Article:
A Voices of Parsec post

Wherever you go, there you work

For the past few months, we’ve been sharing perspectives on remote work by the awesome people who make Parsec. (Check out our first and second posts–I’ll wait). We’ve got one last hot take on this subject coming your way, and it starts right now.

“Remote work” has become synonymous with “work from home,” but it really means work from anywhere. Grandma’s house? Sure. Cruise ship? Okay. Outer space? No–terrible internet. These Parsec employees share their adventures in remote work, including what it’s like working with a team internationally and how YOU can spice up your remote workplace by taking your laptop to go.

Zoe Georgouses, Senior Campaign Manager @ Parsec, on working from Greece

Since March of 2020, like so many of us I have been working remotely. Pre-pandemic, I had never given much thought to remote work but I’ve enjoyed it so much, I don’t see myself going back into an office ever again. Besides some of the obvious benefits like not having a commute time, the best aspect of working remotely is…the freedom to work from anywhere.

For the past 10 days, I’ve been working from Athens, Greece. Exploring the city by day and working my normal CDT hours (5pm-1am eastern europe time) at night. While this may sound extremely tiresome, it was a relatively easy switch.

My biggest challenge? Those 12am meetings. Oof.

The biggest benefit – being able to spend time exploring a new place while still staying connected to work.

My best tip for remote work is to establish a routine. Just like at home, this was key in working in a different country. I would start my work day around 4:30pm with a walk and a cup of coffee, review notes from the day before and check any Slack messages.

Sheila Wong, Senior Product Marketing Manager @ SyncSketch, is a coworker without borders

As a Canadian, I never imagined it would be so easy to work from home for a US-based company without having to jump through the hoops of moving to the States or getting a work visa. I love how remote work has opened up opportunities to grow your career from anywhere without having to compromise on staying close to friends and family or spending the same public holidays off. I get to walk my dog mid-day, stay connected to the team when I’m at a trade show, and take meetings from the park on a nice day. There’s no commute time, no roadblocks to team collaboration, and no reason not to travel and work from another country.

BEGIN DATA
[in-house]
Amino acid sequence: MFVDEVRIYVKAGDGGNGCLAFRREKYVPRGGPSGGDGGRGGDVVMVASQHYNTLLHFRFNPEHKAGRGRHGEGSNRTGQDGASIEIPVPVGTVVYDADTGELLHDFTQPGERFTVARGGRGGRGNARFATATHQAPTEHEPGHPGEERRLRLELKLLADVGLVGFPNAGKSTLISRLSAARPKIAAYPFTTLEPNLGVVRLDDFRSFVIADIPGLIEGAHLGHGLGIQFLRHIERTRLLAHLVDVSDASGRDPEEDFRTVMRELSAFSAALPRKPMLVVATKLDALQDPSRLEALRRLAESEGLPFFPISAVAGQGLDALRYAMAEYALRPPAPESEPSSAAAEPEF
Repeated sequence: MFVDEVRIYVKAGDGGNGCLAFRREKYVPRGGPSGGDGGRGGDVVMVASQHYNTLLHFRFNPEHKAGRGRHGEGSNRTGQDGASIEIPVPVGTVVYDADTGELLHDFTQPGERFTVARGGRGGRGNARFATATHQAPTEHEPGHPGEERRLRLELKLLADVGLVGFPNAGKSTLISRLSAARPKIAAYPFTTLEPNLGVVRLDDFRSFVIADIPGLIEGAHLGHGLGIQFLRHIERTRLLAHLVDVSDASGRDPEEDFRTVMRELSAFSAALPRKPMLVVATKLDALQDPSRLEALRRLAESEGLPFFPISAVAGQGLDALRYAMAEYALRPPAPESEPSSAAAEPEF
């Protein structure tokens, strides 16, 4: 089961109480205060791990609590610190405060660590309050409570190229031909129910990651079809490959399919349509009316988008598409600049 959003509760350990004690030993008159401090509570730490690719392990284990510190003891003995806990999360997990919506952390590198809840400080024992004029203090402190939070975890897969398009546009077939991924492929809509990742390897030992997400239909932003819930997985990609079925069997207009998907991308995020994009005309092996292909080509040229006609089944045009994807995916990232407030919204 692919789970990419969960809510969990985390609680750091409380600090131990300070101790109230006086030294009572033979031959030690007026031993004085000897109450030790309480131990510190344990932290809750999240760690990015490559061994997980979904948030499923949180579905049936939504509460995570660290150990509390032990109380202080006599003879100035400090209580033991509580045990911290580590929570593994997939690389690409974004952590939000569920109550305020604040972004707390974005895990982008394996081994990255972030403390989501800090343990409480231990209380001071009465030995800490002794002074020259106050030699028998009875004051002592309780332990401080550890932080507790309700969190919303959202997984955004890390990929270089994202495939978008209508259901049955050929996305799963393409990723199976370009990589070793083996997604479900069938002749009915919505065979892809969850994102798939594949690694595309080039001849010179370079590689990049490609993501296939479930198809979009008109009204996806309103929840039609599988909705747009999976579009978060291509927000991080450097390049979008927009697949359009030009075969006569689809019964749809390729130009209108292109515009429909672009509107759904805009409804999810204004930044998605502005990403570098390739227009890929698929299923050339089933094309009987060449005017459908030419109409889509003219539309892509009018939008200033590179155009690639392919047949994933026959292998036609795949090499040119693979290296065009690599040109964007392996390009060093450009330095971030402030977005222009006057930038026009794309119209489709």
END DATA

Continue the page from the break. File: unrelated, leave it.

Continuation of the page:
It’s incredible how much the world has changed in a couple of years and I think it’s important to recognize there are still lots of people who don’t have the flexibility to work from home or remotely. Being able to do so makes me feel extremely grateful.

Max Morris, on how he changes up his workspace to keep things fresh

As someone who has worked remotely since finishing high school, I’ve had my fair share of ups, downs, burnouts, resurgences, and more. Before I get too ahead of myself, let me at least make one thing clear—I LOVE what I do and am in NO WAY attempting to make anybody think twice about remote life—there’s just another side of the coin that doesn’t get enough coverage.

Personally, I’m someone who craves human interaction, and depending on what your job entails, you may not get much, or might not get the kind you’re searching for. I felt like I was on my own island at times. Nobody to talk to, nobody to work on projects with, nobody to share laughs with, the list goes on. Three years in, I got a second job running a local electronics department solely because I missed people. I’ve also struggled with work/life balance over the years, thinking I needed to be on my computer constantly and be available at any given moment. Mix that with the lack of face-to-face communication and you get (you guessed it)… lots of stress.

There was a big adjustment period before I truly settled into the lifestyle. Though it comes with cons like almost everything else, the pros heavily outweigh them. And at the end of the day, not only is this lifestyle here to stay, I truly wouldn’t change a thing. Now I combat those personal work-from-home gripes by making home feel less like work, and work feel less like home.

One of my favorite things to do is change my environment. I love filling up a backpack and heading to a local coffee shop. A lot of my friends in town manage restaurants, so I’ll sometimes visit them and get all my work done, eat, and then hang out for a bit as soon as the laptop shuts.

Another close friend of mine shoots and edits music videos, so we’ll meet up places and body double each other until all our tasks are complete. There’s even multiple jets and ferries in my city that instantly get you to nearby islands. I’ll occasionally take advantage, enjoy a relaxing boat ride, then set up shop at a pool, and get to being productive.

There’s been a couple of instances where I’ve gotten a hotel on the islands for a few days just for some new scenery. It’s kinda like being on vacation without actually taking a vacation! I encourage everyone to explore options that make the most out of remote life.

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